The cost of replacing an inverter on a 3.5kW system is approximately £800 – so if the system was installed 5 years ago – you need to budget for this payment within the next few years.

So back to the feed-in tariff – what will you receive? Well the table below shows how the Feed-in tariff has changed since its launch in 2011. On the left hand side of the table are the digression dates – these are the dates that the effective FIT payment was reduced from. For example if a system was installed and registered on the 10th July 2013, the payment would be 14.90 pence per kWh produced.

Digression Date for Solar PVFeed-in tariff rate (pence / kWh)
01-Aug-1143.30
01-Apr-1221.00
01-Aug-1216.00
01-Nov-1215.44
01-Jul-1314.90
01-Apr-1414.38
01-Jan-1513.88
01-Apr-1513.39
01-Jul-1512.92
01-Oct-1512.47

The feed-in tariff is paid over 20 years, however if you were lucky enough to get in before this date it was paid over 25 years, so the returns will be even larger.

In order to calculate your expected feed-in tariff payments, you take the size of the system (see Question 1 for how to do this) – multiply this by 90% and then multiply it by the relevant rate from the table above.

For example – a 3.5kW system installed on 10th July 2013

• 3500 watts x 90% = 3150 kWh (you can expect to produce each year)
• FIT payment = 14.90 pence per kWh (from the table above)
• 3150 kWh x 14.90 pence = £469.35 annual payment
• This is tax free and goes up annually with RPI

That means that if you were to buy the house today, you would therefore receive a total income of approximately £8000 without taking into account RPI increases. This is on top of the energy savings that are illustrated at the end of question 1 – so including these you could expect a total return of over £13,000.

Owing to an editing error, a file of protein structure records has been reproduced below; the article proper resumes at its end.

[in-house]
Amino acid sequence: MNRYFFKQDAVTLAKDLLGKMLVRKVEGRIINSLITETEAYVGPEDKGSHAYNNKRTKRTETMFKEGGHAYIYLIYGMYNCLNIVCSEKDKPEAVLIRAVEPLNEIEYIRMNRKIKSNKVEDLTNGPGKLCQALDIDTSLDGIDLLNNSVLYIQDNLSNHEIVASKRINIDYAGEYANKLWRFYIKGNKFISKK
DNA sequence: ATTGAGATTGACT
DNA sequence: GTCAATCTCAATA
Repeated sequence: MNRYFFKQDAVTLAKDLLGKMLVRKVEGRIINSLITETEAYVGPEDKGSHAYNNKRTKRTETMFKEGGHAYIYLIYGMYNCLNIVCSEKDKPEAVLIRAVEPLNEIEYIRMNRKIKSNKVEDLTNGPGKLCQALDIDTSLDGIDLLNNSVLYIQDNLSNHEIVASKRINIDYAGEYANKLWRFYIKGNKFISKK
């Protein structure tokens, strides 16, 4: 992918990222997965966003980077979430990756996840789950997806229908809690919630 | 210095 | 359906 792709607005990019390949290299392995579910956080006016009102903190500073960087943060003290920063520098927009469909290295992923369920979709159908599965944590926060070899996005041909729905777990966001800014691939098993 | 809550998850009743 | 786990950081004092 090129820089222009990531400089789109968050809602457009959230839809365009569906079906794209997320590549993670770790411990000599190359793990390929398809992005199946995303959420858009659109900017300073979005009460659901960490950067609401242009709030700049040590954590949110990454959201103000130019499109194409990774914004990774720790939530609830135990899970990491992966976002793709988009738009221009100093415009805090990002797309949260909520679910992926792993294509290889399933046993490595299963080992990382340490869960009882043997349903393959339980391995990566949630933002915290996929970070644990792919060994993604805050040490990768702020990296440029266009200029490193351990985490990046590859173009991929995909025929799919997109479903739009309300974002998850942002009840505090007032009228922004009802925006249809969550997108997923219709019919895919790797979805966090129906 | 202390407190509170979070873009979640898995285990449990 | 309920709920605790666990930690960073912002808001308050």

## <!--td {border: 1px solid #ccc;}br {mso-data-placement:same-cell;}-->Question 4 – Were the panels installed as part of a rent a roof scheme?

Some people installed solar panels on their home as part of a rent a roof scheme – this is where a third party will pay for the solar system to be installed, however the homeowner needs to sign over all the feed-in tariff payments to this third party.

Mortgage companies don’t like these schemes! The third parties required a lease to be signed, which gave them access to your roof for 20-25 years. These leases are binding on any future buyers, so as the new potential homeowner you will need to everything set out in the lease. Mortgage lenders will be concerned if installations come with a requirement to cover maintenance costs or grant onerous access rights to the provider so may not be happy to lend against such a property.

Also since the panels are in place and can’t be removed under the terms of the lease, it means that if you have big plans to put on a roof extension or a similar development, you will need to wait until the lease lapses!

## Our final thoughts on buying a house with solar PV

As a buyer certainly shouldn’t be put off buying a property with solar panels, however if the panels lack the MCS accreditation or were installed as part of a rent a roof scheme we would be very cautious. We would certainly seek legal advise if this is the case just to see where you stand. Having said that – it should certainly put you in the driving seat in terms of negotiations over the price. If however the owners own the property outright, since the panels will be a cash generating asset, you can expect to pay a small premium on the house price as a result.

## Installing Solar PV